What are we talking about today?

Some days have themes. I don't necessarily post something in each of these topic areas every week.

Sunday: Church-related or spiritual things.
Monday: Running.
Tuesday: Books.
Wednesday: Transportation.
Friday: Green living.

20 July 2012

All A-Buzz

I first heard about the benefits of local honey from friends when Chad & I moved to Austin a couple of years ago. Chad has asthma and a nice collection of allergies, and we had been warned that both would worsen when we moved here. However, that admonition was frequently coupled with the suggestion to eat local honey to build up immunity.

When this nice young man gave me
permission to take pictures for my
blog, neither one of us knew it would
be months before I finally got round
to using them.
As fate would have it, it's a strong part of the Austin ethos to buy local; the Keep Austin Weird thing began in the face of nationwide chains descending on Austin, as a way to encourage people to support local businesses. It took me a while to come round to the idea that yes, some things are worth paying more for, and I eventually went to the farmer's market and came home with some Round Rock Honey.

Now, because I'd read so many things about local/raw honey, like how you should be able to tell the difference, and how it tastes so amazing, that I was bound to be a bit let down. And I was, kinda. I didn't leap with happiness at how much better the very local version (Round Rock is about 18 miles from my house on the freeway, and even closer as the crow flies) of honey was than the stuff I can buy at the store that might come from 200 miles away (I was buying Texas honey already). But, I thought, at least it might protect Chad from allergies.

I don't remember how
much honey this was;
three pounds, maybe?
When I went to do some investigating, I found plenty of sources that talk about the benefits of honey for allergies (see here, here, and here), although the ones that aren't sites for honey companies agree that the available evidence is anecdotal. I have to say that Chad hasn't had any notable problems with allergies since we've been here, which might be attributable to the change of location-- Lubbock has dry air and regular dirt storms that aggravate even the soundest of lungs, whereas Austin has a lot more humidity and no flying dirt. And when Chad does complain about the climate, it's that he's too hot, not that he can't breathe.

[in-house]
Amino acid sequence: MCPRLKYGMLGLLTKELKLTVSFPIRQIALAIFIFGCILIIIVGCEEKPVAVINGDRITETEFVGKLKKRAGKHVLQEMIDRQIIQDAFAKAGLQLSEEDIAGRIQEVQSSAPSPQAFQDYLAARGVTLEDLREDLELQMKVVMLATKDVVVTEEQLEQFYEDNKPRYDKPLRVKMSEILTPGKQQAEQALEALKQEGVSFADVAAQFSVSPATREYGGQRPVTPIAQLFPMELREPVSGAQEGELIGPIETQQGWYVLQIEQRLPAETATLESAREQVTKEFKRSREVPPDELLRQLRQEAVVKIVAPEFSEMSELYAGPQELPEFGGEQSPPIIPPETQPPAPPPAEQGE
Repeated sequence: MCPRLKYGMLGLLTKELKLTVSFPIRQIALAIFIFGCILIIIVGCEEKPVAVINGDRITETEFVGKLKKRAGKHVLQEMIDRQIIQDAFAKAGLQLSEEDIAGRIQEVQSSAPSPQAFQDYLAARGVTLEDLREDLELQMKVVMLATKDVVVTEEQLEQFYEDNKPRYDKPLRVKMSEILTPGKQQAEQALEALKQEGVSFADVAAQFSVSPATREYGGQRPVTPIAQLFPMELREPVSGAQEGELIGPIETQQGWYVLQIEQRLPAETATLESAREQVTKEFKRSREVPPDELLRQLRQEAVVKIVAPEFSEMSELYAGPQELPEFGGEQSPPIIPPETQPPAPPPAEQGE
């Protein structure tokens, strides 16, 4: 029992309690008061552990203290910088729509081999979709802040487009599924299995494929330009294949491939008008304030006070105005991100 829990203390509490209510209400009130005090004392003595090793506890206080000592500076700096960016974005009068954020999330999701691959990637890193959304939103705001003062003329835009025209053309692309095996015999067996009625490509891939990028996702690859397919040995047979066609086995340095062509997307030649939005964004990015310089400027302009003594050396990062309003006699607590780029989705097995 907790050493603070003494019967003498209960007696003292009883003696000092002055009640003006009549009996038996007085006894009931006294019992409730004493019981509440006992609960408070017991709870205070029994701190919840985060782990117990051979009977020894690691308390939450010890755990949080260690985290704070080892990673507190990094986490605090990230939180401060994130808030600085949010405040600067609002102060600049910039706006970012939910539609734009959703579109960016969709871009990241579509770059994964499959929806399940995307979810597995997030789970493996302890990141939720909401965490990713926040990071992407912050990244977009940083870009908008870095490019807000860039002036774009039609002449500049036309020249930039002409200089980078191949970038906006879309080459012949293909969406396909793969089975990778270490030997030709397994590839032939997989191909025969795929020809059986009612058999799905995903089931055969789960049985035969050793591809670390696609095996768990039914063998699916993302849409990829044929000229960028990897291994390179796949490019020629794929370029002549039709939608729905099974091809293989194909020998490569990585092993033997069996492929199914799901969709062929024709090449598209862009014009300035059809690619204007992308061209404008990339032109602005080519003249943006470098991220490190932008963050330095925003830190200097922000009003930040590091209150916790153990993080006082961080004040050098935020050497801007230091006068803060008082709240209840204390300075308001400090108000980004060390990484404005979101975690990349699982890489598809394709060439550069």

However! We liked the Round Rock Honey enough to buy it again, and I do like the idea of buying local. The more small businesses that are operating, the better; every town would be exactly the same if not for the local businesses. And finally, I'm wanting to have a go at replacing the white sugar in our diet with honey, in the hopes that the non-processed sugar will be marginally better for us. So for all those reasons, I'm planning to head to the farmer's market tomorrow for another industrial-sized keg of honey.

Do you eat honey? Do you prefer the local varieties, or is that less important to you?


JEFritz said...

I do enjoy honey even though I don't buy it often. I'm definitely in the buy-local camp and good local honeys are hard to find here.

Su said...

Bummer! I neglected to ask what kind of flower the bees are around, so I don't know what flavour of honey this is. I'd love to try different ones!

Carole Anne Carr said...

Sadly our seven month of floods have drowned so many bees.

Su said...

That is sad. Your floods that the drought over so much of North America have me worried-- we have all the right natural resources, but Mother Nature isn't spreading them around as well as I wish she would.